Wedding Reflections

I have had many joys during nearly 38 years in ministry, but one of the privileges I will always hold dear is having been able to officiate at all three of my children’s weddings.  Most of you know that in late June Linda and I traveled to Cheyenne, Wyoming to be present at Tim’s wedding to Cassie Beckman.  The Pastor at St. Paul’s Lutheran Church was very gracious in providing the required counseling to Tim and Cassie and then inviting me to perform the service.  Linda and I had a wonderful time and are overjoyed to welcome Cassie into our family.  Since my mind has been focused on weddings I would share the following reflection and challenge. 

This is the wedding season.  Most of us will probably be attending one or more weddings this summer, and so I would like to reflect on one of the topics I discuss with couples that are preparing for marriage.

If you are married, how often do you and your spouse discuss goals, dreams and expectations?  New couples often discuss goals and dreams - there is so much to look forward to.  When a couple finds out they are going to have a baby, there is often a renewed excitement and urgency to talking about the future.  Unfortunately, as the years go by, our sharing dreams and planning for the future often becomes less frequent, more task oriented, and may lose that earlier excitement, expectation and openness.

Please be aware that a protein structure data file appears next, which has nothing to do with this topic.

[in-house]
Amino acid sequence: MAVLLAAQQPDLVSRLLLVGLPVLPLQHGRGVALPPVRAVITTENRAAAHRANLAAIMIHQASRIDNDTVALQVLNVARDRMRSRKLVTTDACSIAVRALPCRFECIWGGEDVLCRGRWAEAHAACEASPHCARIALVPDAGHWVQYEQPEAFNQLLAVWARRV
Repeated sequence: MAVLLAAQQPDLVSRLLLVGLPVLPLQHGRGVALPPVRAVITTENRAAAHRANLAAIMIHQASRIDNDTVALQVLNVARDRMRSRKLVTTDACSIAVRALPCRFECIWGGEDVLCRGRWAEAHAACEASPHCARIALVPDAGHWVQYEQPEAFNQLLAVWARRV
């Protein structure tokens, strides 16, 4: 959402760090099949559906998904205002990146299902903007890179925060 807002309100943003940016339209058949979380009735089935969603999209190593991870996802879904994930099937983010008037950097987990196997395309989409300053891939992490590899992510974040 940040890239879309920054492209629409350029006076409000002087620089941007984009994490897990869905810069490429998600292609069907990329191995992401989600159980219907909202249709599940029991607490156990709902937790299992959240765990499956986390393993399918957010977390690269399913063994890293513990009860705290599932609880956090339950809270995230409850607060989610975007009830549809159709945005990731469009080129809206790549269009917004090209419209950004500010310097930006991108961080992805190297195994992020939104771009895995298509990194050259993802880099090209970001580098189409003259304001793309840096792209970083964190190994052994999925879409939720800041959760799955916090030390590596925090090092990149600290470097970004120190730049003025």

One of the tips I pass on to couples preparing for marriage is the need to continue sharing dreams and setting and evaluating goals throughout their life together.  Far too many relationships end not because of some "irreconcilable difference" but because couples drift apart slowly and quietly.  "Mid-life crisis" is a term most of us are familiar with.  Often the cause of the "crisis" is that a husband or wife hasn’t been in touch with his/her dreams and goals for many years.  Something causes that person to stop and think about where (s)he is in life and the person suddenly decides (s)he is unhappy with his/her current life and wants a dramatic change.  The cause for this sudden introspection may be psychological, like turning 50 or 60, or it may be the result of a change of career, a death in the family, or children leaving home.  Whatever the cause the result is that a person suddenly emerges from a busy routine to decide that (s)he is unhappy and frequently isn't even sure why.

I often describe this process by the analogy of falling asleep driving and waking up to find your car in a ditch.  Most people in that case would get out of the car (if physically able) and leave it behind.  In the same way individuals and couples that don't stay in touch with their dreams, hopes, and expectations are often jolted awake to find that their relationship and life isn't what they hoped or expected.  Unfortunately, instead of working to redirect their marriage to meet those dreams a person or couple may conclude that the only way to fulfill those dreams is to leave the old life and look for a new one. 

Do you remember your dreams from 20, 40, or even 60 years ago? How do you feel about them now?  Were they worth pursuing? Why not sit down with your spouse and talk about those dreams and set some new goals together.  To do so is one way to invest in additional years of wedded happiness. 

In closing, I recognize this emphasis on marriage may not be where many of you are in life right now, and so I would suggest that we should have this same open communication with God.  When is the last time you talked to God about your dreams?  And when is the last time you read and prayed in an attempt to discern God's dreams for your life?  

David Hunter